I realize that I’ve never shared my brush with apostasy my junior year. I’ve only ever alluded to it and sometimes, I almost forget that it ever happened.
It happened so insidiously. After I got saved my freshman year in college, I struggled a lot that summer with legalism. Why was I reading my Bible every day? And why did it start feeling like a chore? I was trying to do the word for word exegesis like I was taught to do but it felt so dry and difficult.
My dad had also fallen away from the faith a few years prior but was getting more vocal about my involvement at church. He had squandered away his time while a high school student by completely neglecting school for church. He was afraid that Lighthouse would do that to me as he perceived it to be fundamentalist and too extreme. I had a lot of heated discussion with him about it but ultimately, I wasn’t even a year old in Christian age and I already struggled with being patient with my parents.
The summer after my freshman year was a time of introspection, but the grudging type. I had finally gotten Christianity right after all those years of trying to figure it out in junior high and high school so why bother touching it now? I knew that I was to work out my salvation with fear and trembling, also craving the pure milk of the Word so that I could grow in respect to my salvation through it. But goodness, I’m saved. Isn’t that enough?
Sophomore year was a continued struggle. I was getting more involved at Lighthouse and was regularly attending CCM. I was still wrestling with legalism. Little be known to me that small seeds of doubt had been planted in my heart over the summer. I secretly feared that what happened to my dad would happen to me. After all, our minds worked frightfully similarly. Why wouldn’t it happen to me?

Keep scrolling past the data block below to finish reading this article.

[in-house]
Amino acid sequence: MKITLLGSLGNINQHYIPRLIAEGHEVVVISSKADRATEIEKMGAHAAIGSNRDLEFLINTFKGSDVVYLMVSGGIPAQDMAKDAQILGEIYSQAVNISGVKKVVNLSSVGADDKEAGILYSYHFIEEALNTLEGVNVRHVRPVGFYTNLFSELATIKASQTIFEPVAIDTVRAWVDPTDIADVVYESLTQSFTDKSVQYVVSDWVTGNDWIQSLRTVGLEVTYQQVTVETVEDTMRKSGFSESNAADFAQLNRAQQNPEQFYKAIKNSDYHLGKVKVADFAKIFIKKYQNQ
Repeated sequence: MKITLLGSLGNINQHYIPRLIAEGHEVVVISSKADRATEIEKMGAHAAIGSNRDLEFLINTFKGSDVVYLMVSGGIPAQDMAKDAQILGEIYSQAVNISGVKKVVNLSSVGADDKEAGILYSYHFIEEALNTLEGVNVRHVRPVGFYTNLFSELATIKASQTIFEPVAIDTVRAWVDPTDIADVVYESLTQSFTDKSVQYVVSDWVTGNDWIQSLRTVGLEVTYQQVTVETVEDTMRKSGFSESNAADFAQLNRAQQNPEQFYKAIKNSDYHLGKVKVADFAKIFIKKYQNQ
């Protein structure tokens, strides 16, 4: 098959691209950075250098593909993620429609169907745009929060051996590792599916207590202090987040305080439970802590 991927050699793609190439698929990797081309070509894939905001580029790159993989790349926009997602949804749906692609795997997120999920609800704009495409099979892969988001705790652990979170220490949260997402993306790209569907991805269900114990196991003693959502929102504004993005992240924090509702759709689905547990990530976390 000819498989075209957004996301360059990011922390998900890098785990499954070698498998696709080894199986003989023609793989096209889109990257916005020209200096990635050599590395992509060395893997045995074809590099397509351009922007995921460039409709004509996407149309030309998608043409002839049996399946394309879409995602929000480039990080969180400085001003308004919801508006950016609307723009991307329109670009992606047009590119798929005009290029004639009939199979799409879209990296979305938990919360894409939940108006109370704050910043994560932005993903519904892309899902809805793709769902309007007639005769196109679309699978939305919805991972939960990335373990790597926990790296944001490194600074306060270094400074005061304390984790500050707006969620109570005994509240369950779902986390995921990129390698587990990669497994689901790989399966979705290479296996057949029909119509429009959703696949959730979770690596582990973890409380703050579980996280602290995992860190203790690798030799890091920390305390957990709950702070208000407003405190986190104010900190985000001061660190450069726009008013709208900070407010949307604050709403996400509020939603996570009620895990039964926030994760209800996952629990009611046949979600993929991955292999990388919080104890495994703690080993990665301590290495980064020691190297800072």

One day, I walked into the kitchen to look for a snack. I opened the cupboard door and as I did, a thought ran through my mind: “Moon, you know that if you were to die today, you’d go to hell, right?” It was as random as it was disturbing. I was just trying to look for something to snack on… where did that thought come from? I thought nothing of it and after failing to find a snack, I returned to my room to study.
Little moments like this started to accumulate and I began to wonder if I were just in a spiritual slump or if I was doing something wrong. Why doubt something so basic and elementary? I had shared my testimony in front of the church that year and had gotten baptized. What was there to doubt?
Eventually my junior year during small group, I finally confessed this doubt that was growing in my heart. It was embarrassing, to say the least. I seemed to be doing fine. I was on the new visitor’s team and greeted people at the door every Sunday morning. I had had two years to figure this out. Why was I having difficulty with something as simple as faith?
In a stroke of God’s providence, I learned of another sister struggling with the same thing as me. We discussed our struggles together and even tried to memorize Scripture together. Knowing that I wasn’t the only one shaken up was immensely helpful, as terrible as our situations were.
I tried to read my Bible in search of something. I met weekly with my discipler who would just try to encourage me, probably unsure of how to handle the situation herself.
Spring quarter, I was so close to walking away. I was so sick and tired of feeling so miserable every day. Everyone who knew of my struggle approached me cautiously and I always felt tense, wondering if I was in for yet another interrogation or brain picking. All I wanted at this point was to be left alone and to be able to find something that could jolt me out of this slump. I prayed short, desperate prayers: “God, if you’re there, let me know.”; “God, I don’t know what to do.”; “God, I feel so miserable.” I wasn’t even sure if there was someone on the other end of that prayer listening.